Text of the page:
Interview with Dr. Neil Lant from P&G

Exclusive 60-second interview with: Dr. Neil Lant, Research Fellow, Fabric & Home Care R&D, Procter & Gamble

Please give us a quick overview of what we will hear from you during your presentation?

Everyone expects laundry detergents to clean, and fabric conditioners to soften – these are the prototypical consumer benefits of these products. However, caring for fabrics goes way beyond cleaning and softening and we need to pay closer attention to the longevity of fabrics and preservation of their newness. I will describe insights from our research in this area, and some of the approaches taken to improve clothing longevity, for example in development of paradigm-breaking cleaning technology to improve soil removal through new mechanisms without causing fabric integrity loss, enabling conversion to colder and quicker washing cycles and demonstrating the role of fabric conditioners in clothing longevity.


What are the biggest industry challenges?

Improving sustainability is the biggest challenge facing the industry today. However, the real challenge is achieving this without compromising product performance or significantly increasing cost. We also need to properly consider the use stage: is a detergent sustainable if it requires high wash temperatures to achieve good performance or accelerates the degradation of clothing because it uses old-fashioned non-selective cleaning chemistry like soda and bleach?


What are the top three trends in the cleaning products industry from your point of view?

Beyond sustainability, which is more of a culture change than a trend, I have been fascinated by recent trends in a few areas:
E-commerce and appliance innovation: we now have autodosing washing machines that are able to re-order their own fabric care products over the internet for home delivery. We are also seeing washing machines with increased functionality and performance, such as microfiber filters and build-in water softening.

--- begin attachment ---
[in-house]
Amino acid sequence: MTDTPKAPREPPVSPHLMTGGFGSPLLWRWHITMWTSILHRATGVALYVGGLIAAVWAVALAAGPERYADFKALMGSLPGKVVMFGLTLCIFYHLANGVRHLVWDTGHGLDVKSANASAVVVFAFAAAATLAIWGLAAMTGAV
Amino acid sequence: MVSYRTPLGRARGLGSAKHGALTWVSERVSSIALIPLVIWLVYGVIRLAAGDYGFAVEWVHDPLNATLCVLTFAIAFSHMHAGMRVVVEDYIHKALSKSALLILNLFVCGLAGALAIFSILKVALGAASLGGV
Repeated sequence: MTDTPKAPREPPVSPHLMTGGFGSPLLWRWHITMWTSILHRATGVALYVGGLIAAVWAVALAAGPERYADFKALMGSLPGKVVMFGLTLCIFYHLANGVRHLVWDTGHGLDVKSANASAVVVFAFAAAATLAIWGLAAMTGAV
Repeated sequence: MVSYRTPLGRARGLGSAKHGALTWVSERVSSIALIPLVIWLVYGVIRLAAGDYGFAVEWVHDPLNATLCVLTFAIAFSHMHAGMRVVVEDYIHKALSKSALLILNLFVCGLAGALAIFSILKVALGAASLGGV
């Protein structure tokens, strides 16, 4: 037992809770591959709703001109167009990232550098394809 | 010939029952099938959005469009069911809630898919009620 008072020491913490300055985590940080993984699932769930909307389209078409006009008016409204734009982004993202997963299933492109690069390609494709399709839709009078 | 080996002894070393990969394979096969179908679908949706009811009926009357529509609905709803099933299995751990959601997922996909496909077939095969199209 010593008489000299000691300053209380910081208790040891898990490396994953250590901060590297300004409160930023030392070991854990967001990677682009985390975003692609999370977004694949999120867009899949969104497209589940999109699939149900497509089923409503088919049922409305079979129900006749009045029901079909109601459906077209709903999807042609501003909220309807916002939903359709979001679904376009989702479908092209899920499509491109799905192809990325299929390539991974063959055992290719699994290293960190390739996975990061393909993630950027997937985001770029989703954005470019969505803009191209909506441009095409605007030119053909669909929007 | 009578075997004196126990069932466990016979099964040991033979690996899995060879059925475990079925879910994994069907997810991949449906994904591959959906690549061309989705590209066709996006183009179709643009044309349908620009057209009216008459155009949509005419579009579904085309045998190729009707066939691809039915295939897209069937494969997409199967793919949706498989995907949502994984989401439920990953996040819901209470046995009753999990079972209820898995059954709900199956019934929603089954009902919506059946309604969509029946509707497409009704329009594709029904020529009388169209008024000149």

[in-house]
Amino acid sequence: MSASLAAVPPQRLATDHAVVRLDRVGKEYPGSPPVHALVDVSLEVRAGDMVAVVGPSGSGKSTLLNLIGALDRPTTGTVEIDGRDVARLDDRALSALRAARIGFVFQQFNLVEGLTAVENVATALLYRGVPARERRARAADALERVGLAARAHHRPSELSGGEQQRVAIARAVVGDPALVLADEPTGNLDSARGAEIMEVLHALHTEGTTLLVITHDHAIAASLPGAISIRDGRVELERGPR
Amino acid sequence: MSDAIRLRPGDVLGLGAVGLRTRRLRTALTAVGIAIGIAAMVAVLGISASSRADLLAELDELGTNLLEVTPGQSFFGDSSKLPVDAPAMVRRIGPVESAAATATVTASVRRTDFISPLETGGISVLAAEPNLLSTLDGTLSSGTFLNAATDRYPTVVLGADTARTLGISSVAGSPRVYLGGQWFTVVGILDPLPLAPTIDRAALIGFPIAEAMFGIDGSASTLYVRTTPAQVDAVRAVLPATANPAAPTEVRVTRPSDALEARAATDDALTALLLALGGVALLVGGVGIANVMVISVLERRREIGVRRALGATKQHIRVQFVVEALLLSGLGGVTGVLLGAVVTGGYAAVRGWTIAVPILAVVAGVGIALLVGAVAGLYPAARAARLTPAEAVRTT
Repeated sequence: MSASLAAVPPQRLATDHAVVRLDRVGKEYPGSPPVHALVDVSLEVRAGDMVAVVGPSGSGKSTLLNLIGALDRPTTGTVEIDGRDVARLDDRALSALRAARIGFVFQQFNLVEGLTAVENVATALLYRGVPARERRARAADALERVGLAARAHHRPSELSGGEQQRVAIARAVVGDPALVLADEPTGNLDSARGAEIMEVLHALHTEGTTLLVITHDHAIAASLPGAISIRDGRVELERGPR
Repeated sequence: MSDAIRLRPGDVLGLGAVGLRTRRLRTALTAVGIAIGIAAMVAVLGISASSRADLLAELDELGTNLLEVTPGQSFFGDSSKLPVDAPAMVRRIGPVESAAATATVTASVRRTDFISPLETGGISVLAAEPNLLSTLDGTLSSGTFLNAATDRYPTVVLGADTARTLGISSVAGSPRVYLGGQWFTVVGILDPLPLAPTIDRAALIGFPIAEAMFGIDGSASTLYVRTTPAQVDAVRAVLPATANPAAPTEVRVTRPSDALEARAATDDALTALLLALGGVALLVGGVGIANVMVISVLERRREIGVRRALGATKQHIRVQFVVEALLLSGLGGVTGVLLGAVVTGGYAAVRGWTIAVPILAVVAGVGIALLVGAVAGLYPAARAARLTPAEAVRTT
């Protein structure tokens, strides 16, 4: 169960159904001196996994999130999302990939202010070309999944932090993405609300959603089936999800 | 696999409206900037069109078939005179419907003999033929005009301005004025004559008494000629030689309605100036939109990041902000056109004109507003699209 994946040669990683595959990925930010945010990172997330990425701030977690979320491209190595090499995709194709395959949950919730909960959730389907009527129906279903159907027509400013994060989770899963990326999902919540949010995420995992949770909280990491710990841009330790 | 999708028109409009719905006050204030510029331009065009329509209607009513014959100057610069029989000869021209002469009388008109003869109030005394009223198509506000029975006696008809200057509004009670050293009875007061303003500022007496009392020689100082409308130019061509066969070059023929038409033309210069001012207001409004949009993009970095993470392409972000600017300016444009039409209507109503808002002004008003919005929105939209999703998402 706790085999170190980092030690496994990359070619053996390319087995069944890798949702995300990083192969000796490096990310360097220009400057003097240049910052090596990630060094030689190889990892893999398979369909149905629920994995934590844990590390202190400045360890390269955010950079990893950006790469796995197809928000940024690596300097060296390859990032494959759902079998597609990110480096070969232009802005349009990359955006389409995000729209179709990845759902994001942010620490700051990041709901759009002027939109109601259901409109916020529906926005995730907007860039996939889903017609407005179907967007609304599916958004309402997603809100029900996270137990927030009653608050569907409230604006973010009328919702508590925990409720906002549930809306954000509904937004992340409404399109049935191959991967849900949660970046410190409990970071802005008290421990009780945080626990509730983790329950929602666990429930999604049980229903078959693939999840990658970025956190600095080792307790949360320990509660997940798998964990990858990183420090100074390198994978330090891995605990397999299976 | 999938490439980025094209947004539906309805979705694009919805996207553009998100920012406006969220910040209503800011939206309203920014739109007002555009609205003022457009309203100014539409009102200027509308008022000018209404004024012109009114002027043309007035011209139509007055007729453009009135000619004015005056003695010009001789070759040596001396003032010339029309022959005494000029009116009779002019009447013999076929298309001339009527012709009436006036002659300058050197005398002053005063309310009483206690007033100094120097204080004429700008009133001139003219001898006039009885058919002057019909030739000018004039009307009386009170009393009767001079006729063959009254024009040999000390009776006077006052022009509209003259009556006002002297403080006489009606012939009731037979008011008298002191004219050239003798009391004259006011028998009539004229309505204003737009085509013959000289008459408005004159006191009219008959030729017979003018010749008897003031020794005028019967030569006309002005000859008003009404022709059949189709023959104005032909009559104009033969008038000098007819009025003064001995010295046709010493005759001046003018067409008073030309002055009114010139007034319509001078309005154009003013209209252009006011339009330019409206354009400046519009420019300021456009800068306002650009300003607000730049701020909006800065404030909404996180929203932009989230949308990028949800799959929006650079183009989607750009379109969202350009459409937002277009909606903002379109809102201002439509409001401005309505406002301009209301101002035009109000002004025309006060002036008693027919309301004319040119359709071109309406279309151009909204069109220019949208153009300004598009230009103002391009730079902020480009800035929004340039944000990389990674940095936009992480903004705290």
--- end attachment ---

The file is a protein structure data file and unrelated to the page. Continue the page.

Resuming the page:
Textile innovation: we are observing a lot of change in clothing manufacturing processes, such as increased use of wood-based fibers, new low/no water dyeing processes, greater diversity in textile finishes and growth in wearable textiles.
All of these trends bring great opportunities for collaboration and innovation at the seams between the fabric care product, appliance and textile industries.


What are you most looking forward to at the Cleaning Products Europe conference 2020?

A great opportunity to engage and find new connections for innovation. We have a strong ‘Connect and Develop’ culture and I’m personally interested in new approaches to sustainably clean and care for fabrics. Here in Europe, we wash over 35 billion laundry loads a year and the vast majority are carried out using heated water. The potential for impact through innovative technology and products is phenomenal.